With all the hype, one could e forgiven for imagining a battalion of coppers all watching the video screens and sending patrols in either during a crime or before a crime.

Sadly that is not what happens. After the crime is reported, they view the recorded video to find out who did it.

The cameras do not prevent crime, they just help to catch the guilty and throw them in prisons for profit.

The fact that they can be used for many other purposes including infringing on your privacy is wrong.

Give the Police some new toys and watch them find ways to abuse the implied trust.

Can someone tell me, if these cameras are in use, why can't ordinary citizens access the feed. What is good for the goose is good for the gander. There would be a lot less police and government misuse of powers if we could watch as well.

Sadly, when you need the video to prove wrong doing by the police, it is always a case of glitchy or broken cameras or accidentally wiped hard drives. Hmm, where oh where have we heard that one before.

P
edit on 26/7/2014 by pheonix358 because: (no reason given)



posted on Jul, 26 2014 @ 04:19 AM
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a reply to: WeRpeons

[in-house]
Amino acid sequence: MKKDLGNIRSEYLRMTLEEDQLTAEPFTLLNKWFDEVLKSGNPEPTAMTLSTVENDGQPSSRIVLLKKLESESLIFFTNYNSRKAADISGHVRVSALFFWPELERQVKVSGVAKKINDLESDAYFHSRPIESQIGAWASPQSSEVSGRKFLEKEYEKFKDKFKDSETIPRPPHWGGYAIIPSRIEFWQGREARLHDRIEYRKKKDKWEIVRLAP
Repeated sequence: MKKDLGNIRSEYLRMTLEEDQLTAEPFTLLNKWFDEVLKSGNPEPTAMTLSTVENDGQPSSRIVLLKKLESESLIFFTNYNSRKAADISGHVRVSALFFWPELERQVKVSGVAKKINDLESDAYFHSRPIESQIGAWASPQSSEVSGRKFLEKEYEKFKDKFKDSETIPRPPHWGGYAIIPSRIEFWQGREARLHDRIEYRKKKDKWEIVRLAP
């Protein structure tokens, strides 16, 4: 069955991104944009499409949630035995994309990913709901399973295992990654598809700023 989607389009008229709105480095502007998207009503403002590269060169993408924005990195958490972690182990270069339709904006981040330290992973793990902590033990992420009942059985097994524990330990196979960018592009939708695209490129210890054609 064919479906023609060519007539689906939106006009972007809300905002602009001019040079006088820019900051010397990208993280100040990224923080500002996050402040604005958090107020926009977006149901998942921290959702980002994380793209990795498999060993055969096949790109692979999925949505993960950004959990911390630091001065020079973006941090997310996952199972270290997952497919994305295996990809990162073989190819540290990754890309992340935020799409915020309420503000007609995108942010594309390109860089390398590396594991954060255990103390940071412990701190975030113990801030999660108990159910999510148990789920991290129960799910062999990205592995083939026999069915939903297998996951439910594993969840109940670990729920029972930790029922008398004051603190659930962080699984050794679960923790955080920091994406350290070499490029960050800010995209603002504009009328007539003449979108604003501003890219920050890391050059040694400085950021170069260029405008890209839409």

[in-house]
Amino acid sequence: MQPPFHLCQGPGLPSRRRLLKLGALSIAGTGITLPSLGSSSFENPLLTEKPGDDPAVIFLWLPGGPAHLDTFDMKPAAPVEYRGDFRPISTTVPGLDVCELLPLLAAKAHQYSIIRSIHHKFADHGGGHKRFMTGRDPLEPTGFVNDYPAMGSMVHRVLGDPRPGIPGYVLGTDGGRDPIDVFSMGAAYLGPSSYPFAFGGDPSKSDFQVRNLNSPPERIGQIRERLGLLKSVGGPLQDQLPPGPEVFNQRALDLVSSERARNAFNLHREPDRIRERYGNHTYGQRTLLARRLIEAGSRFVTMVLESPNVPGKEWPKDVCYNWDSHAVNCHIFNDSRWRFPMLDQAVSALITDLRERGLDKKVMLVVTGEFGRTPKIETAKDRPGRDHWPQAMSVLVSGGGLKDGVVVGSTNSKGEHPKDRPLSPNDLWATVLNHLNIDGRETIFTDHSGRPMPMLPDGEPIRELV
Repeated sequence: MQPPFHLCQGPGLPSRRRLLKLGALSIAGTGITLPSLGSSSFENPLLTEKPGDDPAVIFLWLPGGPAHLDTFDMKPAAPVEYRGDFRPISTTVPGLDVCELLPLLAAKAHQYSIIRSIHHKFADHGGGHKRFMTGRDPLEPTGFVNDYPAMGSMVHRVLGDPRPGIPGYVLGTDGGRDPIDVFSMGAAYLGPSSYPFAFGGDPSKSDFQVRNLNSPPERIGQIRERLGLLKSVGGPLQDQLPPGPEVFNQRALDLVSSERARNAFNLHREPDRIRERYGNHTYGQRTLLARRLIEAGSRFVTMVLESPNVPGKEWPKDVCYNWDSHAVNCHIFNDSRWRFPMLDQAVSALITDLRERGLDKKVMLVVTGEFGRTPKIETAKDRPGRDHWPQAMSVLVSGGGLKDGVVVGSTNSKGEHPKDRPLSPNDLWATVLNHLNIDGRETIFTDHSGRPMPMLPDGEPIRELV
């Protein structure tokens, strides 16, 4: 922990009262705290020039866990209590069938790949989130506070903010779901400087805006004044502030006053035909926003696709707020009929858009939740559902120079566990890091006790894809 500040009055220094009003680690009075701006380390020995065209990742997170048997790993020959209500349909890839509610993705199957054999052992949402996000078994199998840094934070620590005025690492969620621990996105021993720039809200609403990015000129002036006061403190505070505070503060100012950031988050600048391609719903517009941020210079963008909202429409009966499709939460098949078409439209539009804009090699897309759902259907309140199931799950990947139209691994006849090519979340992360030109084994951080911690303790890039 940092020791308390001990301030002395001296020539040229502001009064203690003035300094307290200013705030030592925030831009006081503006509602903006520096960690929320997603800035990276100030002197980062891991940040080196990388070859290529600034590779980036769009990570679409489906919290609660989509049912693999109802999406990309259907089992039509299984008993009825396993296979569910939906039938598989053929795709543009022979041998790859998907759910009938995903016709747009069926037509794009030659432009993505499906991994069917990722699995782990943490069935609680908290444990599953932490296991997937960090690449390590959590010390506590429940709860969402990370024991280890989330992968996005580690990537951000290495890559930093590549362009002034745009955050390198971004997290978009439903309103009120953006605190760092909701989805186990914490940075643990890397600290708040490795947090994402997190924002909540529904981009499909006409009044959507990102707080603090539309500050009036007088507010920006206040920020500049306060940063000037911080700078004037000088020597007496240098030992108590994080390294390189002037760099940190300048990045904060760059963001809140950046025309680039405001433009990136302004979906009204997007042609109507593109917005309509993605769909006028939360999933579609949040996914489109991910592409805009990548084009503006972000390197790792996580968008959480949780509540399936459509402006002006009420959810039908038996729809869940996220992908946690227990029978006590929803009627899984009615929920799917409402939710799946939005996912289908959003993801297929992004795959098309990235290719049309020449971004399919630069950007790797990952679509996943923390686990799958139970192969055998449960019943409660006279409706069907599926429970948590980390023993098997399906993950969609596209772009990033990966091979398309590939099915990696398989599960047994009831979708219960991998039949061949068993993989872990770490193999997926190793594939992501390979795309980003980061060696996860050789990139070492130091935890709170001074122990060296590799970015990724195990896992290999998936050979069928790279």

I would make sure there was a camera trained on the people who are monitoring the videos to keep them accountable for any abuse.


And make them available to the general public via live internet feeds.

P



posted on Jul, 26 2014 @ 04:39 AM
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Big brother is alive and well .. most likely along the beach theyll watch women in bikini's more than keep an eye out for crime .. more and more glad walked away years ago ..

freedom.. rights and privacy are all but dead in america now ..



posted on Jul, 26 2014 @ 04:42 AM
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Like Snarl said in many cities in S.E. Asia..... they are wired for cameras and are used as Pheonix358 mentioned after a crime is committed. Snarl wish they would use them for the parking problems around here ! A 2.5 lane road in town can be less than a 3/4 lane during a busy day.. Problem here is many of the roads were made for 3 wheel (pedal) pedicabs locally called Somlarrs .. (3 wheels)

Anyway in many cities a grab and snatch purse thief or anyone one else wanting to do mischief, is usually apprehended due to a full video of their actions.